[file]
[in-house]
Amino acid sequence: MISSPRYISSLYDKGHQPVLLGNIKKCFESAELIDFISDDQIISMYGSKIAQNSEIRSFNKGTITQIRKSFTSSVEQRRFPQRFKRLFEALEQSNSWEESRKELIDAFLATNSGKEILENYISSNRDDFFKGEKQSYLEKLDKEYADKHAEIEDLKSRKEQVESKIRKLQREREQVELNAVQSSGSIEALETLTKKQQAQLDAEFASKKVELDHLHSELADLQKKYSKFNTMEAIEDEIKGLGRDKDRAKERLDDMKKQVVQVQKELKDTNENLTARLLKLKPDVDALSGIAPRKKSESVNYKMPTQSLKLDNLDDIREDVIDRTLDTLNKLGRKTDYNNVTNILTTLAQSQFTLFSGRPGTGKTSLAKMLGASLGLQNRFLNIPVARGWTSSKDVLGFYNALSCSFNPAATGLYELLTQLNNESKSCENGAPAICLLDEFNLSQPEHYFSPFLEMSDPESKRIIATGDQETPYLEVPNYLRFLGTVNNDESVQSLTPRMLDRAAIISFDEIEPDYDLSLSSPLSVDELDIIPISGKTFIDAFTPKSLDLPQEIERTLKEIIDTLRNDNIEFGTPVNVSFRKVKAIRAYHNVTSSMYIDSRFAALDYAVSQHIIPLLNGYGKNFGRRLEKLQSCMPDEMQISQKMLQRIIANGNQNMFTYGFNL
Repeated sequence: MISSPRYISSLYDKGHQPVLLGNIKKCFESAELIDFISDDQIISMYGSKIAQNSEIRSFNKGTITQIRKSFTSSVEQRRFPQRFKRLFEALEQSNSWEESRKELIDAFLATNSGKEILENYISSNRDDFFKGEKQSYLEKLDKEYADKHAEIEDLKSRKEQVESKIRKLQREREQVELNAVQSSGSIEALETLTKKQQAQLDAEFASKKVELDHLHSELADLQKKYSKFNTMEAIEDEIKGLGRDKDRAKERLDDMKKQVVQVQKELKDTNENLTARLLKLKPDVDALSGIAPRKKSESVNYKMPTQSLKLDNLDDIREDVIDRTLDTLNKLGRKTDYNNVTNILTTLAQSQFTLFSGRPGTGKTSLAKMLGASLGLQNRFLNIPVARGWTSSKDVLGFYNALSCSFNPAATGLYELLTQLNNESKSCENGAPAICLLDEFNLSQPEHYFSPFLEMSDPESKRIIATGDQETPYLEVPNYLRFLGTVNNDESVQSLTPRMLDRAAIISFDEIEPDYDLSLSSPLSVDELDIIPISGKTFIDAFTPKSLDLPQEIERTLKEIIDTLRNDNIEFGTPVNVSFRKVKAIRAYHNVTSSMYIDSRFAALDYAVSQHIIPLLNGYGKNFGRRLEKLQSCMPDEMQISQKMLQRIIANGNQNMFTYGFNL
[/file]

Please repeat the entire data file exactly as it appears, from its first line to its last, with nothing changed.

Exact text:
[in-house]
Amino acid sequence: MISSPRYISSLYDKGHQPVLLGNIKKCFESAELIDFISDDQIISMYGSKIAQNSEIRSFNKGTITQIRKSFTSSVEQRRFPQRFKRLFEALEQSNSWEESRKELIDAFLATNSGKEILENYISSNRDDFFKGEKQSYLEKLDKEYADKHAEIEDLKSRKEQVESKIRKLQREREQVELNAVQSSGSIEALETLTKKQQAQLDAEFASKKVELDHLHSELADLQKKYSKFNTMEAIEDEIKGLGRDKDRAKERLDDMKKQVVQVQKELKDTNENLTARLLKLKPDVDALSGIAPRKKSESVNYKMPTQSLKLDNLDDIREDVIDRTLDTLNKLGRKTDYNNVTNILTTLAQSQFTLFSGRPGTGKTSLAKMLGASLGLQNRFLNIPVARGWTSSKDVLGFYNALSCSFNPAATGLYELLTQLNNESKSCENGAPAICLLDEFNLSQPEHYFSPFLEMSDPESKRIIATGDQETPYLEVPNYLRFLGTVNNDESVQSLTPRMLDRAAIISFDEIEPDYDLSLSSPLSVDELDIIPISGKTFIDAFTPKSLDLPQEIERTLKEIIDTLRNDNIEFGTPVNVSFRKVKAIRAYHNVTSSMYIDSRFAALDYAVSQHIIPLLNGYGKNFGRRLEKLQSCMPDEMQISQKMLQRIIANGNQNMFTYGFNL
Repeated sequence: MISSPRYISSLYDKGHQPVLLGNIKKCFESAELIDFISDDQIISMYGSKIAQNSEIRSFNKGTITQIRKSFTSSVEQRRFPQRFKRLFEALEQSNSWEESRKELIDAFLATNSGKEILENYISSNRDDFFKGEKQSYLEKLDKEYADKHAEIEDLKSRKEQVESKIRKLQREREQVELNAVQSSGSIEALETLTKKQQAQLDAEFASKKVELDHLHSELADLQKKYSKFNTMEAIEDEIKGLGRDKDRAKERLDDMKKQVVQVQKELKDTNENLTARLLKLKPDVDALSGIAPRKKSESVNYKMPTQSLKLDNLDDIREDVIDRTLDTLNKLGRKTDYNNVTNILTTLAQSQFTLFSGRPGTGKTSLAKMLGASLGLQNRFLNIPVARGWTSSKDVLGFYNALSCSFNPAATGLYELLTQLNNESKSCENGAPAICLLDEFNLSQPEHYFSPFLEMSDPESKRIIATGDQETPYLEVPNYLRFLGTVNNDESVQSLTPRMLDRAAIISFDEIEPDYDLSLSSPLSVDELDIIPISGKTFIDAFTPKSLDLPQEIERTLKEIIDTLRNDNIEFGTPVNVSFRKVKAIRAYHNVTSSMYIDSRFAALDYAVSQHIIPLLNGYGKNFGRRLEKLQSCMPDEMQISQKMLQRIIANGNQNMFTYGFNL